Lots of releases

A lot is happening in the Python world right now:

  • VIFF 0.4 was released two weeks ago. It has the usual number of bug fixes and introduces new asymmetric commands. This means that you can write MPC programs where only a subset of the players give or receive output.

  • Mercurial 1.0 has been released! I have been a happy Mercurial user for about a year now, and I must say that I’m very impressed with the speed and flexibility it offers. Subversion was simpler and cleaner than CVS, and Mercurial is even simpler, yet more powerfull. I strongly suggest that you consider using Mercurial for your next project, it is already used by large players like Mozilla and Solaris.

  • Twisted 8.0 is also freshly released. We are using Twisted in VIFF, and I have been very happy with it. The Twisted code has this nice property that when you read it you realize that there is no magic going on and that things are generally written the way you would expect them to be.

Happy hacking!


  1. Mikkel:

    The basic concepts behind Mercurial are quite simple, but I have to say it still takes a little while to get used to. But after having seen how well you can work with it (once you get used to it :) ), I would definitely choose it over Subversion for future projects.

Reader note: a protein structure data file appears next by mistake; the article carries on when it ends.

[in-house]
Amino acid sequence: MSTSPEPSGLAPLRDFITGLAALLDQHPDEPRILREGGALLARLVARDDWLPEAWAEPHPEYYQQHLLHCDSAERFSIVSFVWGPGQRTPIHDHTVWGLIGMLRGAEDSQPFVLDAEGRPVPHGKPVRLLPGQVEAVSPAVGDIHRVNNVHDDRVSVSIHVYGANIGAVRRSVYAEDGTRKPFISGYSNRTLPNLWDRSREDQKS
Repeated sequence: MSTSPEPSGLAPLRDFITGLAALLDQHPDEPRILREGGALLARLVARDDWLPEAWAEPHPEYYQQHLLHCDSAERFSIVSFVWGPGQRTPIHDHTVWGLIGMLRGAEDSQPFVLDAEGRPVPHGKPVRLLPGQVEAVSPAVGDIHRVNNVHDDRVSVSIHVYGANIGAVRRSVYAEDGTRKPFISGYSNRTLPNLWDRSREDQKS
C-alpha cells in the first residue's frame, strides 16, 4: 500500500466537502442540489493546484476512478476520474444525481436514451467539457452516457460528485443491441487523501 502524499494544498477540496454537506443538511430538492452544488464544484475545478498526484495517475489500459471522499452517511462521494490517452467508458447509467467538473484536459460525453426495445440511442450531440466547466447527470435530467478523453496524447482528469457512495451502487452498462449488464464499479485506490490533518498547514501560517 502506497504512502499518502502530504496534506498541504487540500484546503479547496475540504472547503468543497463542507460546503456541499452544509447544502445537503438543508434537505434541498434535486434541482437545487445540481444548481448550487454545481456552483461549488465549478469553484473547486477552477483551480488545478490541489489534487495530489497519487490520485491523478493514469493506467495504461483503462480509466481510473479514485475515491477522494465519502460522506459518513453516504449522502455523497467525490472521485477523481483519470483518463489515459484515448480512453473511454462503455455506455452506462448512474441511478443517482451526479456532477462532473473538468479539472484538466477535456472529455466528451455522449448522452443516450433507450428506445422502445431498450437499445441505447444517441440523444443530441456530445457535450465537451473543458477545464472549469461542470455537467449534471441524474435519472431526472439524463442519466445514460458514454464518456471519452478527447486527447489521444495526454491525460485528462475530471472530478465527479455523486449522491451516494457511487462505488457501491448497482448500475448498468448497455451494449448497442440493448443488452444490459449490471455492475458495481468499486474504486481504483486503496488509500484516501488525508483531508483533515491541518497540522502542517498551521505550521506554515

As for programming languages, I guess I still like C. I don’t know why, but maybe it’s because you can pretty much do what you want, and you can make the most spectacular bugs. For some reason, these bugs have been both the most frustrating and the most fun experiences I’ve had while programming. Why am I writing this? Shoo! You, yes you, myself, oh no!

  2. Martin Geisler:

    You’re perfectly right about Mercurial! I always find it hard to remember how I learned something after having done so, but with Mercurial I remember how I for the longest time tried not to use the MQ extension since it seemed awfully complex. But now that I have played around with it I see that it is quite useful, even for the simple stuff I use it for.

    I have not yet made the jump to versioned patch queues (where you put the patches themselves under version control), even though people on the Mercurial mailinglist have explained that is very useful too… I guess it will come one day :-)

    As for C, then I guess I have a love/hate relationship with it: I really love the idea that you can push the machine all the way and achieve the best performance possible. But on the other hand, then I also love the power I get from a language like Python where I feel I can code much faster. It may be because I have greater experience with Python.

    A language like Java falls somewhere in the middle: you get neither optimal performance nor any great coding speed, at least not when I program in it…